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Tuskegee Airmen Honored 73 Years After Competition Win

Rt Lt. Col James Harvey III, better known as the ‘Tuskegee Airmen,’ 332nd Fighter Group made history in 1949 by winning the Top Gun ‘Competition,’ an artillery competition that attracted the Air Force’s top pilots.

When their names were announced, there was silence without applause. One photographer took a single picture of the team with its trophy, stored 55 years later.


Rt. Lt. Col James Harvey III told USA TODAY, “Our victory was swept under the rug.”

As a high school student, Harvey looked out of his yard as P-40 fighter planes flew in training over him. At that time, he decided that he wanted to be a pilot of the Air Force.

Harvey said that he was enlisted in the army and sent to Fort Belvoir, Virginia, to help build airfields. But he quickly found out that the job was not for him and decided to apply for cadet training. Shortly after that, he was in Tuskegee, Alabama, at a flying school for black pilots in the U.S. Air Force.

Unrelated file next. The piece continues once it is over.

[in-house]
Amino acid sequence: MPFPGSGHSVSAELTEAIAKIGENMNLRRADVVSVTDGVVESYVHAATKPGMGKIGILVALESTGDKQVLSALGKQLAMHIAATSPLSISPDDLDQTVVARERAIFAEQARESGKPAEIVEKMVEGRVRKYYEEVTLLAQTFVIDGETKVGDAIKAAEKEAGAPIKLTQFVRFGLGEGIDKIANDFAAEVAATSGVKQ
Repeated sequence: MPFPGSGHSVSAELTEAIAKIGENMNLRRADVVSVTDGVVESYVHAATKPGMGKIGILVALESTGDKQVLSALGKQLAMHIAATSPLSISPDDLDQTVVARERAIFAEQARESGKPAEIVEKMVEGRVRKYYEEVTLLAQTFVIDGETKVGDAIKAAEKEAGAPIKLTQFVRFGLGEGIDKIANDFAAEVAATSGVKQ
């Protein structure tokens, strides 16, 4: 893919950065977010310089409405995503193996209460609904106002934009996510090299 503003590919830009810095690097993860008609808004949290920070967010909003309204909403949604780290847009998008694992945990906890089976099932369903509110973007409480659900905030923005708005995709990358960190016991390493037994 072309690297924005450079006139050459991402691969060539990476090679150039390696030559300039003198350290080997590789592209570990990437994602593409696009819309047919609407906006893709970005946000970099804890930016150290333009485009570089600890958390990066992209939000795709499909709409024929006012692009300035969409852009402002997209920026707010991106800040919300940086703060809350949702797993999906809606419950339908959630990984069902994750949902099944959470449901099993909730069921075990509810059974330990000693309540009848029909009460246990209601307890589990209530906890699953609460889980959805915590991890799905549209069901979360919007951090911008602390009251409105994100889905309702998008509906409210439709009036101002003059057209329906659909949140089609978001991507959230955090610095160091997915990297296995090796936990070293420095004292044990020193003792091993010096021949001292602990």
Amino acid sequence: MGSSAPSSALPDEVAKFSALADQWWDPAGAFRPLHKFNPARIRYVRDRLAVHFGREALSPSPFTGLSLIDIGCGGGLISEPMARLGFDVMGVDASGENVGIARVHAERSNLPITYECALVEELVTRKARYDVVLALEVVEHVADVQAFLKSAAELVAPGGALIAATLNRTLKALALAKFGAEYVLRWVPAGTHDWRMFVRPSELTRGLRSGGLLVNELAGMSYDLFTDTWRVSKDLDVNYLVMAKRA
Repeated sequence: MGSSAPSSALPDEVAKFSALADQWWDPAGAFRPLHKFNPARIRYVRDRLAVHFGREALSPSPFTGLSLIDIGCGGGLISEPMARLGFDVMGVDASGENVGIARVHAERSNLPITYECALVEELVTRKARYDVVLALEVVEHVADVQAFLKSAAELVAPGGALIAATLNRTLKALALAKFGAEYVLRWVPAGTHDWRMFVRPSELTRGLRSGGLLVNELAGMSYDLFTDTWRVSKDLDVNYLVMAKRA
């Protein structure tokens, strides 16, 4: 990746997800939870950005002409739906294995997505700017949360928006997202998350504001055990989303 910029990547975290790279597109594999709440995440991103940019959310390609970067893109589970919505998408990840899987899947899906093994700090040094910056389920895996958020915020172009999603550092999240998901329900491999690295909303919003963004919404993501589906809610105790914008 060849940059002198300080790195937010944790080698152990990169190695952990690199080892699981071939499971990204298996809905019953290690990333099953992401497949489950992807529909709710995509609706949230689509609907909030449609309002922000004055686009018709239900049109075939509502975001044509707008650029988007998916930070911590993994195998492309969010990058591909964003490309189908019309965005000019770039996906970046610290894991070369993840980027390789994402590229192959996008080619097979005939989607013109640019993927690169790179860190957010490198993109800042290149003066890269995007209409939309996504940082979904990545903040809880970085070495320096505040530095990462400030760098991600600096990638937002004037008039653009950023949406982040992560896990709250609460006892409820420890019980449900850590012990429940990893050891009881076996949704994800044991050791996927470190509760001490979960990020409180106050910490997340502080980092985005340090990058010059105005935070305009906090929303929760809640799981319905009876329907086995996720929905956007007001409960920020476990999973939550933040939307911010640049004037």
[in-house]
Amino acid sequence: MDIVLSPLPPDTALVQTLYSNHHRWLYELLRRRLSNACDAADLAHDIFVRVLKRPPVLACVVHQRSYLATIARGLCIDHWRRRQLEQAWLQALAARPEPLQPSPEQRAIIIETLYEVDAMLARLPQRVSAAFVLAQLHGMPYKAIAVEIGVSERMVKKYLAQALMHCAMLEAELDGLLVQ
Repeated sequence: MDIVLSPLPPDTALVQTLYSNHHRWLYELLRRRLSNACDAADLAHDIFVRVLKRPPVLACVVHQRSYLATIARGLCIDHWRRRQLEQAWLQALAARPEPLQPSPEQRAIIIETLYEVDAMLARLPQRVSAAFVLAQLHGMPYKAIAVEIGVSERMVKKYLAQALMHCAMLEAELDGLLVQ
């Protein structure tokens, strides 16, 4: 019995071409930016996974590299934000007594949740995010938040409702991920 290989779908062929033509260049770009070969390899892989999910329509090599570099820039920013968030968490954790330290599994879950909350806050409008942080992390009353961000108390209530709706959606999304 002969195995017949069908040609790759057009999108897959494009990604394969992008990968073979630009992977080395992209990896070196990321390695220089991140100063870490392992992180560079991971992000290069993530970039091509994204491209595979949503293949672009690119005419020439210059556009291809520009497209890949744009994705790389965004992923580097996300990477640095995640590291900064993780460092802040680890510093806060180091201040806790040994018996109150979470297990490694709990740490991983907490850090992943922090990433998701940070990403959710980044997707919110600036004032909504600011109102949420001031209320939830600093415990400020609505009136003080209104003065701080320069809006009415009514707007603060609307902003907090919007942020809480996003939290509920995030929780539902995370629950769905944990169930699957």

Harvey said, 98, “And the rest is history.”

He describes himself as a perfectionist. He practices maneuver until it is perfect, dead set on “being the best at what I did. Most of all, he loved flying.”

Harvey said, “Flying is something you can’t explain. There is nothing like it. You have to experience it, understand.”

Once finishing the combat training in 1945, Harvey joined the Tuskegee Airmen, the now-legendary group of Black pilots who served during World War II.

During the war, the Tuskegee Airmen, known as the “Red Tails,” for having painted the tails of their aircraft in bright red.

According to the National Museum of the U.S. Air Force, it shot down 112 enemy aircraft and destroyed 150 aircraft on the ground and 600 railroad cars, and 40 boats. The museum says, “the Tuskegee project has been a resounding success.

A team of four highly-trained Tuskegee pilots was sent to Las Vegas for the first USAF Aerial Gunnery Competition in 1949.


Capt. Harvey said that the pilots, Alva Temple, 1st Lt. Harry Stewart, 1st Lt. Halbert Alexander and Harvey competed in aerial gunnery, panel strafing, dive-bombing, skip bombing, and rocket firing events.

Harvey said, “We knew we were going to win. Plus, we had plenty of incentive.”